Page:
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• Using some different approaches to tank-mixing chemicals and on-farm storage help Warren Hardy with timeliness in his farming operation and a new SprayCoupe with an 80-foot boom and some new nozzles have helped keep him efficient in his custom farming business.
Cutting corners on the crop isn’t an option, but with 1,500 acres of grain crops and a robust custom spraying/harvesting business, Seven Springs, N.C., grower Warren Hardy says being precise and being timely are the keys to his farming business.
Using some different approaches to tank-mixing chemicals and on-farm storage help him with timeliness in his farming operation and a new SprayCoupe with an 80-foot boom and some new nozzles have helped keep him efficient in his custom farming business.
Since he came back to farming full time in 1985, Hardy has worked with his father, who is now retired, and together they have gradually grown their farming operation.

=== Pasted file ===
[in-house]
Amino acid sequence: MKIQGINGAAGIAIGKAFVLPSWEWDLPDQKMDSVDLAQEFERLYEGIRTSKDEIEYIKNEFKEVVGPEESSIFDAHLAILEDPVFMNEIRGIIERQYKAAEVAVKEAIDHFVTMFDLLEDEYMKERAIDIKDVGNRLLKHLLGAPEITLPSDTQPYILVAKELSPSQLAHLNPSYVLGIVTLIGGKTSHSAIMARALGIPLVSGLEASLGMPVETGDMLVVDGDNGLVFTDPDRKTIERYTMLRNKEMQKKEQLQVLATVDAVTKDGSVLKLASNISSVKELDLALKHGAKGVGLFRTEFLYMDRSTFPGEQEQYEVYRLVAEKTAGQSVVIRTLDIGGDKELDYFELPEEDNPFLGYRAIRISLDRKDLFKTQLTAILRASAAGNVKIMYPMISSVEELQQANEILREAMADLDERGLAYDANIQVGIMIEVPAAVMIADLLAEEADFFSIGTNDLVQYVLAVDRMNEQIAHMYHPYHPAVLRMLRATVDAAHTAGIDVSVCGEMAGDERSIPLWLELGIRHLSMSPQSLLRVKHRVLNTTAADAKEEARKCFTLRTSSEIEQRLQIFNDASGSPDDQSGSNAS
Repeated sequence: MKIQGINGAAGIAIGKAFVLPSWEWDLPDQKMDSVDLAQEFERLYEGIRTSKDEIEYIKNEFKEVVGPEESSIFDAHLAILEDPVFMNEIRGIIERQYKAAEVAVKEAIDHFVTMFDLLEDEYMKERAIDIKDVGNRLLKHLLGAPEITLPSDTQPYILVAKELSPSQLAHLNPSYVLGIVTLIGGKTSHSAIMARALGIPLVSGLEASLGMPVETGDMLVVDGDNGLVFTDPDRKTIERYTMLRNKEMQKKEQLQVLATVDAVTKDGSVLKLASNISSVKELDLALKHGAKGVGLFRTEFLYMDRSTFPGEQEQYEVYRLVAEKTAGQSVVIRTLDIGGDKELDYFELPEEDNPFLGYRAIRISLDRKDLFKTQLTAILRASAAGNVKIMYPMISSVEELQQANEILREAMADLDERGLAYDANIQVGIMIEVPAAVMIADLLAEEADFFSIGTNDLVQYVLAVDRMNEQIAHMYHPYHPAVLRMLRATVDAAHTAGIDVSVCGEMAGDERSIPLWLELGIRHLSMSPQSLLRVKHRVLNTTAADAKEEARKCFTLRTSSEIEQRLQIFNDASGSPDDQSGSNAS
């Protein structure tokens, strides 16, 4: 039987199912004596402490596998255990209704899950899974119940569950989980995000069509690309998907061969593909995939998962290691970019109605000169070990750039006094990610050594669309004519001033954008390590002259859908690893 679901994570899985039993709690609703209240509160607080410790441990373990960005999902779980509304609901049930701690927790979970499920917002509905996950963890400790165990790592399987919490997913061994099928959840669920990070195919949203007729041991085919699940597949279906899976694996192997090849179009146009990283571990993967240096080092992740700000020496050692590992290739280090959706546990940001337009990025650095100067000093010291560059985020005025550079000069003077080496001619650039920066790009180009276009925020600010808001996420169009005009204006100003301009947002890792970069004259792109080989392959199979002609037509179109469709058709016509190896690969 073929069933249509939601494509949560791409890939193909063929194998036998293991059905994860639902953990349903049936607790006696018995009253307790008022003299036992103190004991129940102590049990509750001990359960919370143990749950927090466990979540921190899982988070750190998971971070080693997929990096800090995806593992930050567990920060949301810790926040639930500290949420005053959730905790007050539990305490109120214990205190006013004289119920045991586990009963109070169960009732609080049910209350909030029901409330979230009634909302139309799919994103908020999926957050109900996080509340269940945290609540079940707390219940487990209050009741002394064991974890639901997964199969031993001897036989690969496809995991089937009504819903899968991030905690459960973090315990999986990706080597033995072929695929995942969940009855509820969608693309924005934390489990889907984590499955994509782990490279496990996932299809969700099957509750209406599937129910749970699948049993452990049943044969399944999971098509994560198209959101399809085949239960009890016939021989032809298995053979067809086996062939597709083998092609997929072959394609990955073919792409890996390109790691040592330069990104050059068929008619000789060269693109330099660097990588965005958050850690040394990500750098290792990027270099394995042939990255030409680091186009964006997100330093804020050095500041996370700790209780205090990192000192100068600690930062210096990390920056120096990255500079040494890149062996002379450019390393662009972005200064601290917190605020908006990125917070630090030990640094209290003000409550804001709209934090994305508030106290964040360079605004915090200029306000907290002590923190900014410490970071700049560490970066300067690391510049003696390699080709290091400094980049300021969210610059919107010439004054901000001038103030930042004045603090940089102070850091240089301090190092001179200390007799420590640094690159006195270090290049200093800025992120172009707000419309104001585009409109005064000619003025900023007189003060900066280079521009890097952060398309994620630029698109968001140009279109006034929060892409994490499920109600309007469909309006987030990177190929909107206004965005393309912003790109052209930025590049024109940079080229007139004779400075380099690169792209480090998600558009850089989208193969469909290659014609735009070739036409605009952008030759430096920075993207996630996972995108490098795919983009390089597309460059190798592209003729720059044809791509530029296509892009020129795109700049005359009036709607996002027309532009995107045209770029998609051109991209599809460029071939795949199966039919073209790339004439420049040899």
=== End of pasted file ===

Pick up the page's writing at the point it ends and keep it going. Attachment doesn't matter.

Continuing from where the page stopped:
His latest venture is getting into grain buying. “I’m in the grain business, so it was a natural thing to get involved with buying grain. I don’t plan to be a large grain buyer, but with the on-farm storage we have, it looks like a good opportunity on a small scale,” he notes.
He can now store two-thirds of his soybean crop and half his corn crop. The next expansion, he says, will be building a bin to hold most of his wheat crop.
Last year Hardy had some problems in some of his wheat with cereal leaf beetles, making an extra application with an insecticide didn’t quite fit into his schedule. Working with Syngenta representative Roy Gorena, they piggy-backed a broad spectrum insecticide — Karate — with Quadris.
“Typically, we spray a little later for cereal leaf beetle than we spray fungicides on soybeans. Sometimes you can piggyback an insecticide with the fungicide and avoid having to go back and make a second insecticide application.
“Trying to get the spring crops planted and stopping to spray for cereal leaf beetle really would have interrupted corn planting and just would have messed up our schedule,” he says.
“The combination really saved us some time and it worked really well. We are looking at some different application times on corn, but routinely use fungicides on our wheat and to a lesser degree on our soybeans,” Hardy adds.